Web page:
Journal entries--Frottage, blowing blots, and splattering. notice the poppies on the left and the tiger lilies on the right.


Painting #9 Turtle Doves, 10"X10", acrylic on plywood


Painting #10 View outside my window. 10"X10" acrylic on plywood


Painting #11 Redwoods and Moon, 10"X10" acrylic on plywood


Thank God I like to use power tools to cut the boards, and sand. Here you see 12 boards drying after one coat of gesso on both sides. After it has dried, I'll paint another coat and sand the boards with a fine-grit sand paper. It might be "too much" for 100 "bad" paintings, but I think that it's important to preserve the integrity of the work, and practice as if it were "world class" art--I'm amused, because if that were the case, I wouldn't be painting on plywood with student paint...it's all Good. :-)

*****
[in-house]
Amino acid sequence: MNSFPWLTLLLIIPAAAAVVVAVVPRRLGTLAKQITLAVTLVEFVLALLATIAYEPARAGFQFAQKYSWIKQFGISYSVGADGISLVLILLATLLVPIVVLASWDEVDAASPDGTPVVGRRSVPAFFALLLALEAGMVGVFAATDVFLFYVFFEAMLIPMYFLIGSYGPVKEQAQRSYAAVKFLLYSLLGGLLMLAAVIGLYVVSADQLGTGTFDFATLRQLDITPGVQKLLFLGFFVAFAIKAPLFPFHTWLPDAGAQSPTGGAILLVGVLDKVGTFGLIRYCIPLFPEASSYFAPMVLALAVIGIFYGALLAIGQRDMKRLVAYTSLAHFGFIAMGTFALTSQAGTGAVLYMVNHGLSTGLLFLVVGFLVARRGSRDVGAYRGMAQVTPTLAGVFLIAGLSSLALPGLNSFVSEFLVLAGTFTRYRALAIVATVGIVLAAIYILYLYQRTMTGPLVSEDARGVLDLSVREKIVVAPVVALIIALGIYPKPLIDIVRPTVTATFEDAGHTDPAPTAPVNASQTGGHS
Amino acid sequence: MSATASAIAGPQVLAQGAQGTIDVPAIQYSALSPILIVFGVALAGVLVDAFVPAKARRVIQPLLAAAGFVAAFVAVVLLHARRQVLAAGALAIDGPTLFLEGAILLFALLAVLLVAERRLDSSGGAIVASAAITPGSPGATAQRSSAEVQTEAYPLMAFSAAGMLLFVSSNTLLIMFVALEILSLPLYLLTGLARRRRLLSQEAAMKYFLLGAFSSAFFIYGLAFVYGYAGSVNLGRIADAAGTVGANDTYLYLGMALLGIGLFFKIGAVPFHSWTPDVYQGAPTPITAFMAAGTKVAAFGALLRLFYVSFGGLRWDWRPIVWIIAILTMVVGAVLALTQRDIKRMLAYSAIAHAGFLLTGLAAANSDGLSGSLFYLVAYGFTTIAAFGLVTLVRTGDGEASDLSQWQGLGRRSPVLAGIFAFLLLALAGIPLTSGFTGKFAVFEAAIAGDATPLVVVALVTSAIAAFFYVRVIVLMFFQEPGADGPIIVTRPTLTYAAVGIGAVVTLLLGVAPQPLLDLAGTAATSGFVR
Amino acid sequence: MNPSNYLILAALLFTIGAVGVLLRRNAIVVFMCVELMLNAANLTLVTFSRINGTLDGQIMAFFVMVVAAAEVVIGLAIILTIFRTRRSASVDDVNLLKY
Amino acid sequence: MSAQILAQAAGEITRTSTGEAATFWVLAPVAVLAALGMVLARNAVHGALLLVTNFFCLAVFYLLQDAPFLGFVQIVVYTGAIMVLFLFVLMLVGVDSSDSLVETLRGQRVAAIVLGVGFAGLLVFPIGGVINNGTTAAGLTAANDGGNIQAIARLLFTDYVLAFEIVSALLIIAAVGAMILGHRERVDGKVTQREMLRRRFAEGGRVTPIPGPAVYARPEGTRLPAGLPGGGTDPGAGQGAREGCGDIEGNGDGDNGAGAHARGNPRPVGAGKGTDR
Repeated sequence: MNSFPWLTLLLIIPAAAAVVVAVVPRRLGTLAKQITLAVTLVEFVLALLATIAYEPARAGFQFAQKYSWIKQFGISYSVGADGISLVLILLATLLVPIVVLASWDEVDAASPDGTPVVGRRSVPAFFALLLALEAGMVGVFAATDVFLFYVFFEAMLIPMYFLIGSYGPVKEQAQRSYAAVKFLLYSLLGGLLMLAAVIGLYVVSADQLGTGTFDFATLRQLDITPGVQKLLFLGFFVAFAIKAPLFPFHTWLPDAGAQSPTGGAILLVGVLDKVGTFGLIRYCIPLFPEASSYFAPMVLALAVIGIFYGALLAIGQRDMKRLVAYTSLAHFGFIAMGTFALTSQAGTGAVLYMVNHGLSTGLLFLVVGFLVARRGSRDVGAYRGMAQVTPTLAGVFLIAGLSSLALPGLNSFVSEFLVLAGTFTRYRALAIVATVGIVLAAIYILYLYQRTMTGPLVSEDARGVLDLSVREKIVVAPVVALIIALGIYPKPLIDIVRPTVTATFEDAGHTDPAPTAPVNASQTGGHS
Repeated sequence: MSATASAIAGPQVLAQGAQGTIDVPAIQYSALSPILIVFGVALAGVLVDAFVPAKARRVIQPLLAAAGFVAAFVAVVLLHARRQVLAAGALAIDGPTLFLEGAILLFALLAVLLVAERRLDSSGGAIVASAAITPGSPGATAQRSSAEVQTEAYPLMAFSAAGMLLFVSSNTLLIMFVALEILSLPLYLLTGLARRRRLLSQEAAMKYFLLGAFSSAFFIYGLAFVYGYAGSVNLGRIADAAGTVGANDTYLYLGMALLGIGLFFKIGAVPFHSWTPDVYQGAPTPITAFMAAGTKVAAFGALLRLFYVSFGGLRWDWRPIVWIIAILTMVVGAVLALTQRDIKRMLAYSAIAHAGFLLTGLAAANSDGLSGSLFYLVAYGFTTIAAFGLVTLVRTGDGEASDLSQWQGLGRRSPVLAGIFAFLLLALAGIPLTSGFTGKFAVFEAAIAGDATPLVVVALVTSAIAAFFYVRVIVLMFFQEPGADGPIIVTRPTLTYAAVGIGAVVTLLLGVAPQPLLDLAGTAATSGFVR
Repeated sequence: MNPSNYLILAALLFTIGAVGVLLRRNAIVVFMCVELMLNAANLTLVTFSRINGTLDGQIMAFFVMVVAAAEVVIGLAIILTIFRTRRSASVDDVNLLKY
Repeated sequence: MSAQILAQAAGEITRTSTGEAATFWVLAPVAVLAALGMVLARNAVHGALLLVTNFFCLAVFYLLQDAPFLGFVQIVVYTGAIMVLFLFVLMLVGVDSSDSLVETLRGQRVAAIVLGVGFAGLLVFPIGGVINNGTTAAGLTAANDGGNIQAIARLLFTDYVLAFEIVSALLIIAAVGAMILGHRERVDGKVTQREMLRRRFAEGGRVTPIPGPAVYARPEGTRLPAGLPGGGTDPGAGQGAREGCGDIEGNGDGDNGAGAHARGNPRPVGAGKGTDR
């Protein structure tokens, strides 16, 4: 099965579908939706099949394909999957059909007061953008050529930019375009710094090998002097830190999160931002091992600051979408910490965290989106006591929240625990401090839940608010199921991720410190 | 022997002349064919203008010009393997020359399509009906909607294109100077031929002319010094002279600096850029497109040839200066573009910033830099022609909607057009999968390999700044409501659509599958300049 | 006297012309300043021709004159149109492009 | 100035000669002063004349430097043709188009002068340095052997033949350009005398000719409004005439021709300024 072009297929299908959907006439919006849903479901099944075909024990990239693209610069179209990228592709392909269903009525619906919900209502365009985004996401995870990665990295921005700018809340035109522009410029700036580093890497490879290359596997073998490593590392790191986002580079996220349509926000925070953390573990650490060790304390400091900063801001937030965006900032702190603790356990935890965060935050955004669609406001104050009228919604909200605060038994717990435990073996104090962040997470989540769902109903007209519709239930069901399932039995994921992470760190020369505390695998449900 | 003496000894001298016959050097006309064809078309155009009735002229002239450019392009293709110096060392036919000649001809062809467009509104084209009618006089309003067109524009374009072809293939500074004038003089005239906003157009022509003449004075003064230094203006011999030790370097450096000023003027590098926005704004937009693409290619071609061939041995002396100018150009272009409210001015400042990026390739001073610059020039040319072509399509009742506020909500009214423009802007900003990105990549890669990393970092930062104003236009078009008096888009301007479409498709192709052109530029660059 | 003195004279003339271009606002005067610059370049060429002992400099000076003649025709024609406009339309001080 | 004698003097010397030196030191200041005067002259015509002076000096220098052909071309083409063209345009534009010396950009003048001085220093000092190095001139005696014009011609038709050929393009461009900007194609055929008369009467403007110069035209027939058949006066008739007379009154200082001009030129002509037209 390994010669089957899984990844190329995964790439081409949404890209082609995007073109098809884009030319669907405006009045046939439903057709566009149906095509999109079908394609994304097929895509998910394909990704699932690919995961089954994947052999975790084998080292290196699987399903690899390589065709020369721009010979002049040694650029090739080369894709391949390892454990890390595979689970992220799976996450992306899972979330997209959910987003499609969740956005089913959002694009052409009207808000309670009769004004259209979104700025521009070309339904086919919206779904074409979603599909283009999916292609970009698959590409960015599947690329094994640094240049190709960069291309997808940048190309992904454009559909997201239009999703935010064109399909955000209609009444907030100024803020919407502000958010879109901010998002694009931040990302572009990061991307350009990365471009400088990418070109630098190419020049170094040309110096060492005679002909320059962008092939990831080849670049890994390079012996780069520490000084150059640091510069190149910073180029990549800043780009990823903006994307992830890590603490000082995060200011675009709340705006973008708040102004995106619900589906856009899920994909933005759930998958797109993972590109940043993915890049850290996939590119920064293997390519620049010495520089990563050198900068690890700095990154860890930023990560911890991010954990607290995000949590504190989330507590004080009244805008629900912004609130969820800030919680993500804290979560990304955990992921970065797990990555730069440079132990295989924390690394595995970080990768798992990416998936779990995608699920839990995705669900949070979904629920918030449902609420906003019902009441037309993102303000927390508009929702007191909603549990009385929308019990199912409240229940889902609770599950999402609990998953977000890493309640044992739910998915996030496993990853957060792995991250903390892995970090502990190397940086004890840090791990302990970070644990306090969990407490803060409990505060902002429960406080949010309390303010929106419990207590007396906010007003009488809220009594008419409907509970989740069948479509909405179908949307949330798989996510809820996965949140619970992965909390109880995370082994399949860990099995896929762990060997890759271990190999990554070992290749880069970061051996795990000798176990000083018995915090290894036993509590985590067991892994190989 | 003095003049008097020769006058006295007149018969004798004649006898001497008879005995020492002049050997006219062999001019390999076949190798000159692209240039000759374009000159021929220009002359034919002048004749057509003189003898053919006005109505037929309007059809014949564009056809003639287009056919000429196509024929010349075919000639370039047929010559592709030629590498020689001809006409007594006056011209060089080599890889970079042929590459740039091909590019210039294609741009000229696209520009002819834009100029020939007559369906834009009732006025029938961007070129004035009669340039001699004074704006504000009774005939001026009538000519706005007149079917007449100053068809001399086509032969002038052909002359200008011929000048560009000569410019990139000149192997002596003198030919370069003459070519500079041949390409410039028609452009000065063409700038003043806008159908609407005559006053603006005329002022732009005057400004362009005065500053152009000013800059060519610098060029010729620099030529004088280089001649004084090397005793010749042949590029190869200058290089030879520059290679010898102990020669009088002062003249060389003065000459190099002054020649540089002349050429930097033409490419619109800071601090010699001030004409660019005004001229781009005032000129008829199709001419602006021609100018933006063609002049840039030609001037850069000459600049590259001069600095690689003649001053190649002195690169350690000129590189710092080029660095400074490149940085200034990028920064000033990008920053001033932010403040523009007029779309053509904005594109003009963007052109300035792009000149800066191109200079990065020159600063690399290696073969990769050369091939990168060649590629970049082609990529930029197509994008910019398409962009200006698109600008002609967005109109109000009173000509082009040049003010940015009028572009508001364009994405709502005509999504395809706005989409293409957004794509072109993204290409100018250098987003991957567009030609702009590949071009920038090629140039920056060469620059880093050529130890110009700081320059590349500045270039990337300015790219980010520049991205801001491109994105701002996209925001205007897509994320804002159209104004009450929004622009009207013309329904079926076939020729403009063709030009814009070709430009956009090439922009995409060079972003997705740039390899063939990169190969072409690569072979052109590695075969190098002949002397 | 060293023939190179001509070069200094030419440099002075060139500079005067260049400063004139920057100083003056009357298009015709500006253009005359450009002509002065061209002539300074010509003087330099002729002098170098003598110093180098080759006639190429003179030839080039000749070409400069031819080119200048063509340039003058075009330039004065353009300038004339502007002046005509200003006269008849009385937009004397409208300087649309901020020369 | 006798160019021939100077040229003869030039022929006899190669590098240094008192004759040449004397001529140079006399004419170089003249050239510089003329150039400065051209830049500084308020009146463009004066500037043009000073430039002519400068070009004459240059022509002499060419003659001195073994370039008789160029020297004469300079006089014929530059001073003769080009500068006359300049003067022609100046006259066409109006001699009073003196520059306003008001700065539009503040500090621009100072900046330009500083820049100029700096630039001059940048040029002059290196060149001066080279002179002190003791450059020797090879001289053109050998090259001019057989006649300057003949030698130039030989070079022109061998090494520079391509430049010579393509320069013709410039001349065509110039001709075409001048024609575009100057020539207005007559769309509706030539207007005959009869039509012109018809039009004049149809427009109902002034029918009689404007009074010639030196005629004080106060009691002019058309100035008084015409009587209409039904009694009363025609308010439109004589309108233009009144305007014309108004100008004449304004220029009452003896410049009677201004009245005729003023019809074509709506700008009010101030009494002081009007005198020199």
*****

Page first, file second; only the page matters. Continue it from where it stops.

Painting #12 San Francisco Night-line. 9"X9" acrylic on plywood


Painting #13 Austrian Joy. 9"X9" acrylic on plywood


Painting #14 Wallflower Wallpaper. 4"X 3" acrylic on plywood


Sketching and shading skill development. While in fashion design school, I had a very difficult time with fashion sketches...my teacher drew little chat bubbles and the fashion models had their own dialogues, sometimes just with an exasperated expression, "Oy Vey!" But I think that times have changed...not from what you see here, but how I feel inside. I have a lot more happiness now, and confidence as well. And so I am developing a better sense of understanding about light and where it comes from when I paint.


Painting #15 Afternoon Garden 2. 6"X 9" acrylic on plywood